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IDG News Service - U.S. universities are struggling with a flare-up of dangerous spyware that can snoop on information encrypted using SSL (Secure Sockets Layer). Experts are warning that the stealthy software, called Marketscore, could be used to intercept a wide range of sensitive information, including passwords and health and financial data.
In recent weeks, IT departments at a number of universities issued warnings about problems caused by the Marketscore software, which promises to speed up Web browsing. The program, which routes all user traffic through its own network of servers, poses a real threat to user privacy, security experts agree.
Columbia University, Cornell University, Indiana University, The State University of New York (SUNY) at Albany, and The Pennsylvania State University are among those noting an increase in the number of systems running Marketscore software in recent weeks. Each institution warned their users about Marketscore and posted instructions for removing the software.
The software is bundled with iMesh peer-to-peer software, and may have made it onto university networks that way, said David Escalante, director of computer security at Boston College.
The company that makes the software, Marketscore, has headquarters in Reston, Va., at the same mailing address as online behavior tracking company ComScore Networks.
ComScore CEO Magid Abraham said that the Marketscore software is similar to other market research tools, in which subjects agree to give information in exchange for a gift or valuable service. In the case of Marketscore, the premium for sharing information is use of the acceleration software, he said.
Reports of infected systems on campuses ranged from a handful up to about 200 on one large campus network, Escalante said.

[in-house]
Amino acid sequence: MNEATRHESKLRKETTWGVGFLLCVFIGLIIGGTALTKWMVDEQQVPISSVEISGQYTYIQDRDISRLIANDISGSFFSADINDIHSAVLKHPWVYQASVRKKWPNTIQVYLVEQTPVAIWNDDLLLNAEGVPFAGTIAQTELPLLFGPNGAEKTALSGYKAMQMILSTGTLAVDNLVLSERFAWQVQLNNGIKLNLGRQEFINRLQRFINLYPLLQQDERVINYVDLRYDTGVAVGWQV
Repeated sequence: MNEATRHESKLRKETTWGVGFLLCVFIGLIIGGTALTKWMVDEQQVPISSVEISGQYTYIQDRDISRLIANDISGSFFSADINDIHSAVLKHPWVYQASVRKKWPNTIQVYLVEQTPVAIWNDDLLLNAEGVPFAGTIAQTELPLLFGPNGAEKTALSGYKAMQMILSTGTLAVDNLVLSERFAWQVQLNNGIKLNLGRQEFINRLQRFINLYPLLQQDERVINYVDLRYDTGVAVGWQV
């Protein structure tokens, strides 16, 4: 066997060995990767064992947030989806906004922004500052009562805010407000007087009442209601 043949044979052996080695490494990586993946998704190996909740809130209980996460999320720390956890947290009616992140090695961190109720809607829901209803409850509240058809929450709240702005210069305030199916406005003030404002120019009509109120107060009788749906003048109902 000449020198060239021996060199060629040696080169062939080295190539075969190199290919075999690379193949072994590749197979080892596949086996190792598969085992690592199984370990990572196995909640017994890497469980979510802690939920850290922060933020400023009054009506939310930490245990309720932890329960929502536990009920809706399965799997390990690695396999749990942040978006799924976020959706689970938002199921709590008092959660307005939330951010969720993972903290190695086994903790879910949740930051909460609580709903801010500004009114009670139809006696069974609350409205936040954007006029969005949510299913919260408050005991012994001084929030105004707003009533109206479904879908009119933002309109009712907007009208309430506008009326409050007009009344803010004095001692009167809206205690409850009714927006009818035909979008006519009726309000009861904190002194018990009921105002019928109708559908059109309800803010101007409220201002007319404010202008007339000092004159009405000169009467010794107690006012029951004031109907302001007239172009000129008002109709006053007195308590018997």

Marketscore is just the latest incarnation of a spyware program called Netsetter, which first appeared in January, said Sam Curry, vice president of eTrust Security Management at Computer Associates.
"Basically it takes all your Web traffic and forces it through its own proxy servers," he said.
Ostensibly, the redirection speeds up Web surfing, because pages cached on Marketscore's servers load faster than they would if they were served directly from the actual Web servers for sites such as Google.com or Yahoo.com. However, those performance benefits have been elusive.
"People who have installed the software complain to us that they're not getting any improvement," Curry said.
Richard Smith, an independent software consultant in Boston, is also skeptical of performance improvement claims made by Marketscore and others, especially since many Internet service providers already offer Web caching for their dial-up customers, he said in an e-mail message.
But tests conducted by ComScore of Web surfing performance over dial-up connections with a variety of ISPs show that the Marketscore software shortened page loading times for most ISP customers by 40%, Abraham said.
He acknowledged that some dial-up customers may not notice improvements, depending on their ISP, and that broadband customers would hardly notice the improvement in page loading times because of the speed with which Web pages load over those connections.
At Cornell, the university IT Security Office blocked connections between Cornell's network and the Marketscore servers, according to a message posted on the university's Web site. Administrators at SUNY Albany took similar steps, according to a message posted on that university's Web site.